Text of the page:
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Art Amid the Ruins

This autumn, Museum Boijmans Van Beuningen launches the major research project ‘Art Amid the Ruins’. What was life like for artists in Rotterdam in the aftermath of the bombing on 14 May 1940? How did they survive? As unlikely as it may sound, the city’s art world flourished during the occupation.

Depot Boijmans Van Beuningen

Dolf Henkes, Destroyed Harbour, 1985 – 1986, collection Museum Boijmans Van Beuningen, Rotterdam. Donation: J. Schafthuizen 1990. Photo: Studio Tromp.

The project includes an exhibition, an interactive map and a publication that show the extent of Rotterdam’s art world during the Second World War. How were the lives of artists in Rotterdam affected in the aftermath of the bombing of 14 May 1940? What impossible choices did they face? The exhibition in Depot Boijmans Van Beuningen features artworks from the collection that were made during the occupation or have a connection to that period. In the accompanying book The Firebird Generation, art historian and guest curator Sandra Smets describes the lives of ten Rotterdam artists during the war. Lastly, there is an interactive, online walking map of Rotterdam that invites everyone to explore this history for themselves. 

Wartime art on display in the Depot

The exhibition in Depot Boijmans Van Beuningen presents a rich selection of paintings and drawings (and a few sculptures) from the MBVB collection. Most of the works are by artists who lived in Rotterdam during the war, such as Agnes Canta, Wally Elenbaas and Dolf Henkes. They tell the story of their time: a world adrift, confusion, bombings, ruins and unexpected moments of beauty. Many of the works have not been seen for many years.

How the dreamlike lacquered panel of fish by Jaap Gidding ended up in the museum collection is unknown but we do know that it previously hung in the home of Anton Mussert, the leader of the Dutch National Socialist Movement, who was not exactly a great art lover. There is even one work from the collection that has never been displayed in a museum: a sculpture by the controversial artist Johan Polet, who was popular before the war and cancelled immediately afterwards: Polet had National Socialist sympathies. His Reclining Female Nude was therefore never shown. Until now. Because these darker elements are also part of the history that Art Amid the Ruins opens up for discussion.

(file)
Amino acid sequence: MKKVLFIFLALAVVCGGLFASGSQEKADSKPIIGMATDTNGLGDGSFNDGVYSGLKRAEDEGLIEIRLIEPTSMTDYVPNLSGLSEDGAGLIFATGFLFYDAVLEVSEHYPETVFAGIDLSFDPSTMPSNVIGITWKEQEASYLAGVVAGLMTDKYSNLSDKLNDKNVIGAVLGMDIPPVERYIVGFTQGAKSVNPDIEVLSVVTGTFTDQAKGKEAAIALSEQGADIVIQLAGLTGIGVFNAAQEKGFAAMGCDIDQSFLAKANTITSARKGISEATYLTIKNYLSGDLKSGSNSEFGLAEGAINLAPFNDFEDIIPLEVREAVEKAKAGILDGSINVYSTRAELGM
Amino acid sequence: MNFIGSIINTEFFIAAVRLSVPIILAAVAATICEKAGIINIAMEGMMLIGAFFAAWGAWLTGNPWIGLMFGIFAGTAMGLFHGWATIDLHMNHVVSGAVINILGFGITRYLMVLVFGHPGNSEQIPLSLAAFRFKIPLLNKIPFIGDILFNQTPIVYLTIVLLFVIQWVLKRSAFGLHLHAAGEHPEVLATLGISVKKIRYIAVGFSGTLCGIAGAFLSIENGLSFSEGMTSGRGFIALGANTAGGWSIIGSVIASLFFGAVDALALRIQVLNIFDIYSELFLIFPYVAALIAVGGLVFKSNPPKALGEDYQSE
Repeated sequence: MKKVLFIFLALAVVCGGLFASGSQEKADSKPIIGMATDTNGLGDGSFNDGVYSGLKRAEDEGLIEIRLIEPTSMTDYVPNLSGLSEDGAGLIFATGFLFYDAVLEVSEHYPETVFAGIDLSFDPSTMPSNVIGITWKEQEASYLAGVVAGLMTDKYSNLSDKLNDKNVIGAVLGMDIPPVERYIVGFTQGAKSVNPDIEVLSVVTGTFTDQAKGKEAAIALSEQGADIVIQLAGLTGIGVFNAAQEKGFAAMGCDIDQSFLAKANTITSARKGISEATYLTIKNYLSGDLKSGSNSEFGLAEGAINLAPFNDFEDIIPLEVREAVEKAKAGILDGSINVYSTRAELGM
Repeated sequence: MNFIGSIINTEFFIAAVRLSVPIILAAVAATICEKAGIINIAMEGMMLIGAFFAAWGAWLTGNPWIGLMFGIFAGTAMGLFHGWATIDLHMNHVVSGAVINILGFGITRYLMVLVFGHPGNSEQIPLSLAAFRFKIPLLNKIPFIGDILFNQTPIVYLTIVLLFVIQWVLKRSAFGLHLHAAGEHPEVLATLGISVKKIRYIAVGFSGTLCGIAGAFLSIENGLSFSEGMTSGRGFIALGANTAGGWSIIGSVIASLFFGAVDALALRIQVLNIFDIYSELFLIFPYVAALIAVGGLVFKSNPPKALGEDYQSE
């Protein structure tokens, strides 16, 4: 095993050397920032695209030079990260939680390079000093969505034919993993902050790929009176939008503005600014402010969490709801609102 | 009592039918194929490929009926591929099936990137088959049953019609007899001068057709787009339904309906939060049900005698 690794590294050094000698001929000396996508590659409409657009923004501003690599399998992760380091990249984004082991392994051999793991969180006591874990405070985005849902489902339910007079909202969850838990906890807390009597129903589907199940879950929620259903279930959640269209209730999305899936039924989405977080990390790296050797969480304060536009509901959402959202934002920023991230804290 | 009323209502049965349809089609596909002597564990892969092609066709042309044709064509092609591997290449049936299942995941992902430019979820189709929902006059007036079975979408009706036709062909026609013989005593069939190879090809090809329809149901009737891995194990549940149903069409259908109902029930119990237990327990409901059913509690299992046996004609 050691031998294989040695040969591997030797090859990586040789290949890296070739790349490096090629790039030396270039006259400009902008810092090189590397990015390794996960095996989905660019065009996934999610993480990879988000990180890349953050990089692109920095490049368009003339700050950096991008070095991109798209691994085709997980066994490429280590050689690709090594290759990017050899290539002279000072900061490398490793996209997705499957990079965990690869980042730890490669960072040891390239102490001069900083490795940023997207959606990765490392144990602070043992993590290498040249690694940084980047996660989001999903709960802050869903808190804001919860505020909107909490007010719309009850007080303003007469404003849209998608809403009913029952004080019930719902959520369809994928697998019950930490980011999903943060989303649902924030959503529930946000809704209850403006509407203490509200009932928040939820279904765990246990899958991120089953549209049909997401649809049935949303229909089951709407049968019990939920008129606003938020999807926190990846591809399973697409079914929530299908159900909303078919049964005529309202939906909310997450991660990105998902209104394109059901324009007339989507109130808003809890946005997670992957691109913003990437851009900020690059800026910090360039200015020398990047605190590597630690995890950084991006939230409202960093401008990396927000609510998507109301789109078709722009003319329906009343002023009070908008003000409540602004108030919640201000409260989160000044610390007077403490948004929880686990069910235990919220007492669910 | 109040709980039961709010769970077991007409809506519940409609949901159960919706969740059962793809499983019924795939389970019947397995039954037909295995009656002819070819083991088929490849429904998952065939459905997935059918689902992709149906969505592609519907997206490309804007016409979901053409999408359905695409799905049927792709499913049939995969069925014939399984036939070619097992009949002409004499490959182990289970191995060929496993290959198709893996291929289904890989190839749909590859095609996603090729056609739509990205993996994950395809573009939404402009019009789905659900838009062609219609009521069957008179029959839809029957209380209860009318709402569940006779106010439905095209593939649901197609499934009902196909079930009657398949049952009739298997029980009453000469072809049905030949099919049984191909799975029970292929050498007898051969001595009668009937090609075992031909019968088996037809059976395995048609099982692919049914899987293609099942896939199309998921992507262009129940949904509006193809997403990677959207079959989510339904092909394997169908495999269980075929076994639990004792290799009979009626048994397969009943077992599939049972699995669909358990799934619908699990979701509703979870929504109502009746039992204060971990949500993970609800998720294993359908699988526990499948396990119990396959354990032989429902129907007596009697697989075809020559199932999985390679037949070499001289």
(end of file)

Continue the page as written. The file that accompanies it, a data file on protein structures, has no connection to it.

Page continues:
The project explores the policy of commissioning public artworks during the war. We now know, for example, that a large drawing of doctors and patients by Marie Willeboordse is a preliminary study for a monumental mural she made during the war in the then recently finished Cité Sanitaire (now the GGD Rotterdam-Rijnmond). And the project sheds light on various Jewish artists from Rotterdam who have been forgotten. Together all these elements provide an insight into the breadth of Rotterdam’s art world during the occupation. 

The exhibition has been curated in close association with guest curator Sandra Smets. 

Explore wartime Rotterdam: online interactive city map

In addition to the exhibition and book, the museum is launching an online interactive map of historically relevant places and buildings that played a role in the art world in Rotterdam during the occupation years. How many of them remain and what can still be seen? The map provides inspiration for walks through Rotterdam that take you back in time. Some of the walks have been curated by Museum Boijmans Van Beuningen. Further information will follow soon.  

Do you have information? Share your story

An important aim of this research is to learn even more about Rotterdam’s art world and everyone who was part of it. We want to hear your stories. For example, do you know more about women artists who were active in Rotterdam during the Second World War? Or do you own artworks or photographs made during that period? Let us know.

Click 'submit' on the map and fill in the form

New release: The Firebird Generation by Sandra Smets

The core of this project is the book The Firebird Generation: Artists in a Destroyed City, in which art historian and guest curator Sandra Smets delves into the lives of ten artists and art world figures in Rotterdam during the occupation. It paints a picture of a city in ruins and explores how artists put the pieces back together. 

The book, published by Museum Boijmans Van Beuningen, is available in the Depot bookshop online.

Order the book here
New release: The Firebird Generation by Sandra Smets

About Sandra Smets

Sandra Smets (1970) is an art historian. She writes about visual art, including public art, for various publications. She worked for more than ten years at the Centrum Beeldende Kunst Rotterdam and has worked for NRC Handelsblad since 2006. In 2018 she was a guest curator for the exhibition 'Boijmans in the War: Art in the Destroyed City' at Museum Boijmans Van Beuningen. The museum commissioned she a follow-up study of artists in Rotterdam during the Second World War. Her book The Firebird Generation is about this turbulent history. 

About Sandra Smets
Photo: Leonie van der Helm.

With thanks to

The research project 'Art Amid the Ruins' has been made possible in part by the Mondriaan Fund, Stichting de Leeuwenberg, Stichting Pieter Haverkorn van Rijsewijk, Prins Bernard Cultuurfonds Z-H, M.O.A.C. Gravin van Bylandtstichting, Hendrik Muller Vaderlandsch Fonds and Stichting Elise Mathilde Fonds.